Students slouched in undersized desks, have their hoods up and their heads down. They listen to the drumming of their own pencils as they try to stay awake. The familiar setting of a classroom has bored them to death and they shrink into their seats as the professor calls their names.
Meanwhile, tennis tech majors are outside practicing their tennis grunts as they receive a high five and a ‘Good Job’ from their coach. As the sweat rolls down their faces, they think ‘This is what I get to do the rest of my life.’
“My job is to teach people how to teach tennis,” said Director of Tennis Tech Kimm Ketelsen.
Tennis Tech is a technical program geared towards teaching students about the professional ins and outs of the sport. Tyler Junior College offers an associate’s degree in professional tennis management and a one-year certificate of proficiency program. There are currently 21 students enrolled in these programs this semester.
The program is over 20 years old and has attracted students from 50 states and 20 countries. Ketelsen is a former Texas Longhorn coach and a two-time NAIA All-American. He is the primary teacher of the classes at Tennis Tech.
“I teach 95 percent of the classes and Coach Peterson teaches one of my classes each semester,” he said.
Ketelsen said he only teaches two classes per day in a classroom setting. The students also gain experience at the JoAnn Medlock Murphy Tennis Complex during labs lasting 15 hours per week.
The associate’s degree in Professional Tennis Management requires students to take all their core classes along with two to four recreational classes per semester, totaling over 70 credit hours in two years. The average amount of hours required for other associate degrees at TJC ranges from 60-64 credit hours.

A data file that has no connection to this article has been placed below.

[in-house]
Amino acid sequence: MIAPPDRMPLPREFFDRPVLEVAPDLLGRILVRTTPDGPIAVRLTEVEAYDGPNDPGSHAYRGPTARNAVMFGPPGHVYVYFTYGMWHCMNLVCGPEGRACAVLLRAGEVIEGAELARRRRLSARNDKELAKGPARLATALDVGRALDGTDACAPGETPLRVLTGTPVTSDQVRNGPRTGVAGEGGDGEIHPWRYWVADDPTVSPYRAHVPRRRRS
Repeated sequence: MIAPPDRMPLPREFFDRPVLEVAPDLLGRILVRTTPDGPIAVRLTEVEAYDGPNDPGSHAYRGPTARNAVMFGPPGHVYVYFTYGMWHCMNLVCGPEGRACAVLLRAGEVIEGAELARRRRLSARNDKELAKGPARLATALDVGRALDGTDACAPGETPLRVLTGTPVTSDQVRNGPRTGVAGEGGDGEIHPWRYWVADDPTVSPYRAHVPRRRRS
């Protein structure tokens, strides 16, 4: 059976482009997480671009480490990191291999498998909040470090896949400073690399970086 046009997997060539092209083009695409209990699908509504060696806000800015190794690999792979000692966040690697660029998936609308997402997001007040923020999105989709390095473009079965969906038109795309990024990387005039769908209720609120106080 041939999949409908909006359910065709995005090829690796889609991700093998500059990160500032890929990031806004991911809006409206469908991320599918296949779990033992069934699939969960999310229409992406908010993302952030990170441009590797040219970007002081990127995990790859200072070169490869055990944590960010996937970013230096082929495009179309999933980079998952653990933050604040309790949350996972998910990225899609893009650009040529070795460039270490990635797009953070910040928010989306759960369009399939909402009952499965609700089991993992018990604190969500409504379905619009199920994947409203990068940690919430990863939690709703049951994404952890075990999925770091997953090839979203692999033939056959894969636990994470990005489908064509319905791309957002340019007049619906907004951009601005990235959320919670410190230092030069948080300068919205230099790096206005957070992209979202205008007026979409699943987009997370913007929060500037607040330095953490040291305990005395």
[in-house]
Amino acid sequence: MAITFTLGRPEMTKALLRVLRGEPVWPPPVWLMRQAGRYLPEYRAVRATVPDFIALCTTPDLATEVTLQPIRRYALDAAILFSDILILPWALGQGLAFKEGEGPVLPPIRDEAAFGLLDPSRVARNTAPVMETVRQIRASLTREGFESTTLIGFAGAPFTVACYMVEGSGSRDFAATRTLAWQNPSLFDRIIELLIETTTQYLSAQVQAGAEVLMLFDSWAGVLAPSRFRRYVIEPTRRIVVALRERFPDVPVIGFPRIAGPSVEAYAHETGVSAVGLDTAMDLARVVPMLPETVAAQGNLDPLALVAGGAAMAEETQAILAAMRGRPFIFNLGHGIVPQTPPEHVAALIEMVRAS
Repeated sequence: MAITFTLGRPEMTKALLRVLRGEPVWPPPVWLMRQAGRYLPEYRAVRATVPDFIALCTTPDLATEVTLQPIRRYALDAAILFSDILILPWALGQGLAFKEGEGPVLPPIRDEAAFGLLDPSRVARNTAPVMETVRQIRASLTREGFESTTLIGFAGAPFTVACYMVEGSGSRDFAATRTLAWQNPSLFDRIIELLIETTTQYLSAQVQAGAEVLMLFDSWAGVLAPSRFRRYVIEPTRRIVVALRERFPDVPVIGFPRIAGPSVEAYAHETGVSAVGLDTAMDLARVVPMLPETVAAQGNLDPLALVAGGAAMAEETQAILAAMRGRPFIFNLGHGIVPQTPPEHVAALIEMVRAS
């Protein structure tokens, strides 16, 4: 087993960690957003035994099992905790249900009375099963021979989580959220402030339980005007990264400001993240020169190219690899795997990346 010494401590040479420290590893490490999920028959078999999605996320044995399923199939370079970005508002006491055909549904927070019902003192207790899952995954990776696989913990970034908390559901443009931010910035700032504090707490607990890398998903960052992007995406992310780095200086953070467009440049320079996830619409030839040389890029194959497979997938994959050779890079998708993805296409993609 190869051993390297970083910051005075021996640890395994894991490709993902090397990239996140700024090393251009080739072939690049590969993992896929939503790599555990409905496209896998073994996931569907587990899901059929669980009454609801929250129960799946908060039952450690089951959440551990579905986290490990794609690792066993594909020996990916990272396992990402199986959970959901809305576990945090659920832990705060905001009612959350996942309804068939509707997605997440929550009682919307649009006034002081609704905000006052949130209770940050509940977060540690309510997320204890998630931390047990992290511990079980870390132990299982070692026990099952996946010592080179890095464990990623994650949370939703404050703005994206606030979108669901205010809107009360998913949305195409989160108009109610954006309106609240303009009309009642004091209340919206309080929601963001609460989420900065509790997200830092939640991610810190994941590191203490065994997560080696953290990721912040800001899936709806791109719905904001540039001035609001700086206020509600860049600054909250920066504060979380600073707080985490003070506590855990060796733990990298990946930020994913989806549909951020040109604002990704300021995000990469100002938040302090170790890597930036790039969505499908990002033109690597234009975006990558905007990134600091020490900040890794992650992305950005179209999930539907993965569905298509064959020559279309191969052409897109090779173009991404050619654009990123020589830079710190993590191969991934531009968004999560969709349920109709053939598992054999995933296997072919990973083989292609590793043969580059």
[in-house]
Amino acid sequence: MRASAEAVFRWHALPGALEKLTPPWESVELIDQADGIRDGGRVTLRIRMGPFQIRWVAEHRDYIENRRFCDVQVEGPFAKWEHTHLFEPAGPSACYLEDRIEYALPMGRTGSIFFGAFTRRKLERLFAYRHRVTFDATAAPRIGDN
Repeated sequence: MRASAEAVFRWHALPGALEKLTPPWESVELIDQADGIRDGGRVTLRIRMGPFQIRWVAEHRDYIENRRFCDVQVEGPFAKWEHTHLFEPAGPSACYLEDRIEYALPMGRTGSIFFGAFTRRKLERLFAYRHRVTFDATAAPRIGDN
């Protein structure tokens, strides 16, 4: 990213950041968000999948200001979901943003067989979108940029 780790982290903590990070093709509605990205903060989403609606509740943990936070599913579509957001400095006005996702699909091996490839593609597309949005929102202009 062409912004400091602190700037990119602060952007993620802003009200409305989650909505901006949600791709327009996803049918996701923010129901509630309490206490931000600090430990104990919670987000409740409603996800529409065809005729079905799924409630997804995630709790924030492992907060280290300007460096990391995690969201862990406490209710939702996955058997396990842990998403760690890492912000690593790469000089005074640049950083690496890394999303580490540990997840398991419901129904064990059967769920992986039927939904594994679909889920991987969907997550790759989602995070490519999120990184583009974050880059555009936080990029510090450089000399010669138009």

After completing the technical program at TJC, 90 percent of the students find full-time tennis employment, sometimes even before they graduate.
Matt Moreman,a Tennis Tech student in his last semester, said he already has job offers in the area.
“Coach K and Coach P really help us find jobs. I’ve met so many people through this program that will give good references,” said Moreman.
Career opportunities in tennis are not limited to a certain geographic area. Ketelson said his former students are spread out all over Texas.
“I have graduates working here in Tyler at Tyler Tennis and Swim, and Hollytree Country Club. I even have graduates in other towns such as Dallas, Lufkin and Houston,” said Ketelsen.
Tim Young, the current coach at Grand Saline High School, graduated from Tennis Tech in 2004. When he retired to Tyler after his career in Dallas as a stockbroker, he heard about the Tennis Tech Program and decided to enroll.
“I decided I wanted to find something I would enjoy doing until I die,” said Young. “Now I am 60 years old and I’m on the tennis court every day making a living.”
Young also works and lives in Holly Lake Ranch Retirement Community, located in Hawkins. He gives credit to Ketelson for success in his field.
Coach Young and his high school players paid a visit to Tennis Tech on Feb. 24 when they had a tournament cancelled due to weather. This gave tennis tech students a great opportunity to practice their teaching.
“Not only does Tennis Tech teach students how to teach tennis, but it teaches them the importance of lifelong physical activity,” Young said. “That is a lesson we need to instill in society.”